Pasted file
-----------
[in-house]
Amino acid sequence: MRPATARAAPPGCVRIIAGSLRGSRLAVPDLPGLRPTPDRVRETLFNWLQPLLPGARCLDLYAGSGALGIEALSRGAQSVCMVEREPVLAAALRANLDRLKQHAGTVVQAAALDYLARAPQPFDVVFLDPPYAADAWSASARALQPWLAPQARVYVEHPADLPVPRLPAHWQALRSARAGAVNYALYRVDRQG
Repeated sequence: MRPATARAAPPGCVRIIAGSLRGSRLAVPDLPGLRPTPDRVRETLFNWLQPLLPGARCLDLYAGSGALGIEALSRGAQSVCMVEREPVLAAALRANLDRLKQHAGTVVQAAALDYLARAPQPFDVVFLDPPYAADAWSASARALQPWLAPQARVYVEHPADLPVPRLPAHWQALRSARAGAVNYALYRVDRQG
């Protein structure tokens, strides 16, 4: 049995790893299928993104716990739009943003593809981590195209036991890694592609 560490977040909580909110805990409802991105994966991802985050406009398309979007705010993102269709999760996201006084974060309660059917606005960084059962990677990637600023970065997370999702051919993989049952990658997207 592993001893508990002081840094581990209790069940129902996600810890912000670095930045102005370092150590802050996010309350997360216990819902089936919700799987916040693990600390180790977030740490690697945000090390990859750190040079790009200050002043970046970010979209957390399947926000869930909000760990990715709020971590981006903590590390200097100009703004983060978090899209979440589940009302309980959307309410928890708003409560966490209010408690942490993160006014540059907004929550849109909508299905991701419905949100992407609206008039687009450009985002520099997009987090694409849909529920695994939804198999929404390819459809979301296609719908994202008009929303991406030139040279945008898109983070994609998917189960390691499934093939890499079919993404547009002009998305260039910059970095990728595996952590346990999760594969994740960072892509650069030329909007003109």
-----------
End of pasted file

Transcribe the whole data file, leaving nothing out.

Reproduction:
[in-house]
Amino acid sequence: MRPATARAAPPGCVRIIAGSLRGSRLAVPDLPGLRPTPDRVRETLFNWLQPLLPGARCLDLYAGSGALGIEALSRGAQSVCMVEREPVLAAALRANLDRLKQHAGTVVQAAALDYLARAPQPFDVVFLDPPYAADAWSASARALQPWLAPQARVYVEHPADLPVPRLPAHWQALRSARAGAVNYALYRVDRQG
Repeated sequence: MRPATARAAPPGCVRIIAGSLRGSRLAVPDLPGLRPTPDRVRETLFNWLQPLLPGARCLDLYAGSGALGIEALSRGAQSVCMVEREPVLAAALRANLDRLKQHAGTVVQAAALDYLARAPQPFDVVFLDPPYAADAWSASARALQPWLAPQARVYVEHPADLPVPRLPAHWQALRSARAGAVNYALYRVDRQG
């Protein structure tokens, strides 16, 4: 049995790893299928993104716990739009943003593809981590195209036991890694592609 560490977040909580909110805990409802991105994966991802985050406009398309979007705010993102269709999760996201006084974060309660059917606005960084059962990677990637600023970065997370999702051919993989049952990658997207 592993001893508990002081840094581990209790069940129902996600810890912000670095930045102005370092150590802050996010309350997360216990819902089936919700799987916040693990600390180790977030740490690697945000090390990859750190040079790009200050002043970046970010979209957390399947926000869930909000760990990715709020971590981006903590590390200097100009703004983060978090899209979440589940009302309980959307309410928890708003409560966490209010408690942490993160006014540059907004929550849109909508299905991701419905949100992407609206008039687009450009985002520099997009987090694409849909529920695994939804198999929404390819459809979301296609719908994202008009929303991406030139040279945008898109983070994609998917189960390691499934093939890499079919993404547009002009998305260039910059970095990728595996952590346990999760594969994740960072892509650069030329909007003109």